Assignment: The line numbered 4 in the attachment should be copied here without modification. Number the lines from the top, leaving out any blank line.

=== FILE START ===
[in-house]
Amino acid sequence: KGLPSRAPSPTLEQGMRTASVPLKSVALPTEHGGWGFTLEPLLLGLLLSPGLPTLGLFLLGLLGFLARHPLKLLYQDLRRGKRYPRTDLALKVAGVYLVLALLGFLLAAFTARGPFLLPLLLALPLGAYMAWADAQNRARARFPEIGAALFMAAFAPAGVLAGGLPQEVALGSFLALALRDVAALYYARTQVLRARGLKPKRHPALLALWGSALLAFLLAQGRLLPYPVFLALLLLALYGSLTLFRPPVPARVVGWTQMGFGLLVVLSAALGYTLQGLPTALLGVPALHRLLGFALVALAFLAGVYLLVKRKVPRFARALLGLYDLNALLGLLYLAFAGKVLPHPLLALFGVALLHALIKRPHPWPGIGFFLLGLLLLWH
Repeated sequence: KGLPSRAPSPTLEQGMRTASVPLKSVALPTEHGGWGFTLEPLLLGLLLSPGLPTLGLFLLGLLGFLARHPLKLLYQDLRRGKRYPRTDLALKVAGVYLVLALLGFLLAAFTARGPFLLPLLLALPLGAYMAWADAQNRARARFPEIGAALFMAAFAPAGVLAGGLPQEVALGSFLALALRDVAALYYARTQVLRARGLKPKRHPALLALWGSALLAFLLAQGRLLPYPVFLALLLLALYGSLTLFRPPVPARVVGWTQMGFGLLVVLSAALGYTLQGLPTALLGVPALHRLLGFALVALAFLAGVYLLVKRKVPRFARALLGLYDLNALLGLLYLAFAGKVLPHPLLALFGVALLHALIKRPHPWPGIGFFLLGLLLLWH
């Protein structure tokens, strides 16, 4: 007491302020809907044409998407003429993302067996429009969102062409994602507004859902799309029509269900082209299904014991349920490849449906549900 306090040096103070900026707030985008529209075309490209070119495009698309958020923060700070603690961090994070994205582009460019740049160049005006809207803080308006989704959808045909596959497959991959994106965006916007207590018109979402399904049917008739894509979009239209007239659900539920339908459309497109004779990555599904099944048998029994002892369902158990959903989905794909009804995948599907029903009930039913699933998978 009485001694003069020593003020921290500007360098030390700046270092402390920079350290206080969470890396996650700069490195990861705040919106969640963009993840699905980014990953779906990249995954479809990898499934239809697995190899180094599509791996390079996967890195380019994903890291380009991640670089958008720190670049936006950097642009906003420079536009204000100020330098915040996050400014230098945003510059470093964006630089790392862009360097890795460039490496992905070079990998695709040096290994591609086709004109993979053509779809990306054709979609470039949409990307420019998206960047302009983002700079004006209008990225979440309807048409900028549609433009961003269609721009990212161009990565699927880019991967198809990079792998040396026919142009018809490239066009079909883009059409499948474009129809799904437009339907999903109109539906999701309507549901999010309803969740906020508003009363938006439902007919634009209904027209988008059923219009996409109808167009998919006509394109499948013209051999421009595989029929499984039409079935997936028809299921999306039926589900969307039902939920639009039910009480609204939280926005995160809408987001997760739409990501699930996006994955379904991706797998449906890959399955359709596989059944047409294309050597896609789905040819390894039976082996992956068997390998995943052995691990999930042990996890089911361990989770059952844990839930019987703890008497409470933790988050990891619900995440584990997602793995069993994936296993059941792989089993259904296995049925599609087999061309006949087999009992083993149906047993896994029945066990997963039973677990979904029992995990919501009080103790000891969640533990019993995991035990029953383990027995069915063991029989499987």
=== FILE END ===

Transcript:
């Protein structure tokens, strides 16, 4: 007491302020809907044409998407003429993302067996429009969102062409994602507004859902799309029509269900082209299904014991349920490849449906549900 306090040096103070900026707030985008529209075309490209070119495009698309958020923060700070603690961090994070994205582009460019740049160049005006809207803080308006989704959808045909596959497959991959994106965006916007207590018109979402399904049917008739894509979009239209007239659900539920339908459309497109004779990555599904099944048998029994002892369902158990959903989905794909009804995948599907029903009930039913699933998978 009485001694003069020593003020921290500007360098030390700046270092402390920079350290206080969470890396996650700069490195990861705040919106969640963009993840699905980014990953779906990249995954479809990898499934239809697995190899180094599509791996390079996967890195380019994903890291380009991640670089958008720190670049936006950097642009906003420079536009204000100020330098915040996050400014230098945003510059470093964006630089790392862009360097890795460039490496992905070079990998695709040096290994591609086709004109993979053509779809990306054709979609470039949409990307420019998206960047302009983002700079004006209008990225979440309807048409900028549609433009961003269609721009990212161009990565699927880019991967198809990079792998040396026919142009018809490239066009079909883009059409499948474009129809799904437009339907999903109109539906999701309507549901999010309803969740906020508003009363938006439902007919634009209904027209988008059923219009996409109808167009998919006509394109499948013209051999421009595989029929499984039409079935997936028809299921999306039926589900969307039902939920639009039910009480609204939280926005995160809408987001997760739409990501699930996006994955379904991706797998449906890959399955359709596989059944047409294309050597896609789905040819390894039976082996992956068997390998995943052995691990999930042990996890089911361990989770059952844990839930019987703890008497409470933790988050990891619900995440584990997602793995069993994936296993059941792989089993259904296995049925599609087999061309006949087999009992083993149906047993896994029945066990997963039973677990979904029992995990919501009080103790000891969640533990019993995991035990029953383990027995069915063991029989499987």